For example, if things such as ground rent or service charges have not been paid, it would mean that the new owner would be liable to pay these. It is therefore important that the position with the landlord is established and standard forms, including the leasehold information form, are normally used for this purpose.

In Greenridge Luton One Ltd v Kempton Investments Ltd [2016] the seller of an office block suggested in the Commercial Property Standard Enquiries Form that the tenant was not in arrears of service charges. This was not the case and significant arrears were found after exchange but before completion.

The Court held that this amounted to a misrepresentation and that the buyer was entitled to rescind the contract and recover its deposit.

What about auctions?

In Atlantic Estates Ltd v Ezekiel [1991] a property was put into an auction. The sales particulars in the auction catalogue described the property as a wine bar and showed a photograph of the wine bar with customers going in and out. The property did not in fact have a licence and was not currently used as a wine bar.

On appeal the Court found that the description of the property as a wine bar and the photograph together amounted to a misrepresentation, insofar as it suggested that there the premises could immediately be used as a wine bar.

With auctions, it is always advisable to take the auction pack, the relevant contractual terms and auction terms and conditions to a solicitor to check the position before bidding. Whilst the seller does not have to volunteer more information about it, this process does help to identify risks and potentially costly mistakes.

So what does the seller have to tell a buyer?

The short answer to this is “nothing”.

If the seller makes no representations about the property and tells the buyer to rely solely on their own investigations, there can be no claim for misrepresentation. The principle that applies is “buyer beware” or “caveat emptor”; it is for the buyer to decide whether or not to purchase the property based on the information they have.

In the case of Sykes v Taylor-Rose [2004], a question appearing in the property information form used at the time asked the seller the extremely broad question “Is there any other information which you think the buyer may have a right to know?” The seller answered “No”.

In fact, a murder had taken place in the property in the past but the Court decided that this was not something which the seller was obliged to disclose.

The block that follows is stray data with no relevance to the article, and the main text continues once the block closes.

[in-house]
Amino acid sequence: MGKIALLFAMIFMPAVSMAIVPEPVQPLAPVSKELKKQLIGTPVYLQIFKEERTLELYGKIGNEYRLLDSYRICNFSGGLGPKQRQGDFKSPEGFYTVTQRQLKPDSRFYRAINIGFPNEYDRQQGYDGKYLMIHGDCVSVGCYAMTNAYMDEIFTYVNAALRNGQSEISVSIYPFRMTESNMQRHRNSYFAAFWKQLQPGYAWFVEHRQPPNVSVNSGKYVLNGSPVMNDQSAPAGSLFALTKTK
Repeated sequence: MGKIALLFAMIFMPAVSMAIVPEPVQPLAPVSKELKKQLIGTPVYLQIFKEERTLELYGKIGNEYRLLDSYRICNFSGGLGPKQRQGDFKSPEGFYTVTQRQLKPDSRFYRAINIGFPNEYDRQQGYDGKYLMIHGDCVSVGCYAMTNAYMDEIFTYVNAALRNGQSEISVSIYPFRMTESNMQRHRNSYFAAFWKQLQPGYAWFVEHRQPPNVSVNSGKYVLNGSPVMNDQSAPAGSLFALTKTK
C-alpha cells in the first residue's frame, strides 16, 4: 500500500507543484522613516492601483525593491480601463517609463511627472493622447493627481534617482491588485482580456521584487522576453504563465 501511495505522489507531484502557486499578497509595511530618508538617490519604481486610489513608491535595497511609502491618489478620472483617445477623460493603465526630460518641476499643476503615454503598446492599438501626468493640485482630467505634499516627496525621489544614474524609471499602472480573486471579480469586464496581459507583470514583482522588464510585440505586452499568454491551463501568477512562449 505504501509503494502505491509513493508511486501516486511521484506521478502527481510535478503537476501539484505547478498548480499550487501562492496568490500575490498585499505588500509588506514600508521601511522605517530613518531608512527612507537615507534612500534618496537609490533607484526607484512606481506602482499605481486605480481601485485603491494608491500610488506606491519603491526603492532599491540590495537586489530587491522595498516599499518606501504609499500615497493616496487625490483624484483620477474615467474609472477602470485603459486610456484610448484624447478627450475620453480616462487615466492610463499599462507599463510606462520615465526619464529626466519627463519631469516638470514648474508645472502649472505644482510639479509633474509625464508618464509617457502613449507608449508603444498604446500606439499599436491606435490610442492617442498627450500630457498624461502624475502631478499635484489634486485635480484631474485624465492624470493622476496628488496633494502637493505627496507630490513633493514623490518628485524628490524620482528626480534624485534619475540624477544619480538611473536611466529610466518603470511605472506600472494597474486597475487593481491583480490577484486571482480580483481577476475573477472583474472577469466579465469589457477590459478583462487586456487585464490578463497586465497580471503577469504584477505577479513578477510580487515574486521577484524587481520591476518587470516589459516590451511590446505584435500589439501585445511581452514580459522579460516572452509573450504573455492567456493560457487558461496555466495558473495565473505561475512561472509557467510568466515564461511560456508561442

It considered the question subjective and on the basis that the sellers had answered it honestly, namely that they did not think it was relevant to the purchase, it was held that there had been no misrepresentation.

Conclusion

Every property misrepresentation case turns on its own unique facts. Whilst principles established in historical cases may be relevant, the simple solution to avoid issues in the future is to answer questions honestly or not at all.

However, mistakes can happen and if you have been adversely affected by a misrepresentation in any transaction, do feel free to get in touch with us.

This article is for information only. It is not a precise statement of the law and should not be relied upon as or for a substitution for proper legal advice. The circumstances of every case are different. We are always happy to discuss your circumstances to see if we can assist.

2 thoughts on “Property Misrepresentation Claims in Practice”

  1. Hi!
    I have been to a local solicitor in the past regarding a flat I purchased 4 years ago. They weren’t very helpful as they were not sure whether it would be a case against the landlord that owned the flat downstairs where there is trouble tenants. Or whether I could have a case against the sellers. I don’t have much to go on there at the time other than I knew there had been past disputes with problem tenants in the flat downstairs.
    However I am still having these ongoing issues (currently it is an alcoholic that is up all night and general nuisance). And due to this I have just been told by the landlord that owns it that the sellers had the council involved in the past disputes and were told the property has very poor sound insulation. Is this something that should have been declared when they sold to me? I specifically asked them if the flat was quiet and they told me “yes very”. I never would have gone ahead knowing about poor sound insulation and problem tenants over the years. I have been off work with stress. I feel ill and depressed m I feel like I would lose money if I try to sell (I am currently in dispute due to problem tenant downstairs). The main problem is I don’t know if I can proceed with legal case against the sellers. This feels like new evidence even though it has been 4 years. Would I have a case? Any advice greatly appreciated!
    Thank you for your time.

    Regards

    Kate Laing

    1. Thank you for your comment Kate and we are sorry to hear of this.

      We are afraid that we cannot give anything but general guidance on our website, primarily for the fact that without considering the position in detail with our clients, we cannot give accurate advice.

      The chances are that if you were given the express representation that the flat was quiet and there were no disputes with neighbours, then there may be a claim for misrepresentation so far as it can be proved that this was not the case.

      You may also have a claim against the freehold owner under the terms of your lease. Long leases will invariably contain clauses requiring the lessee not to cause a nuisance to other owners and these are normally mutually enforceable.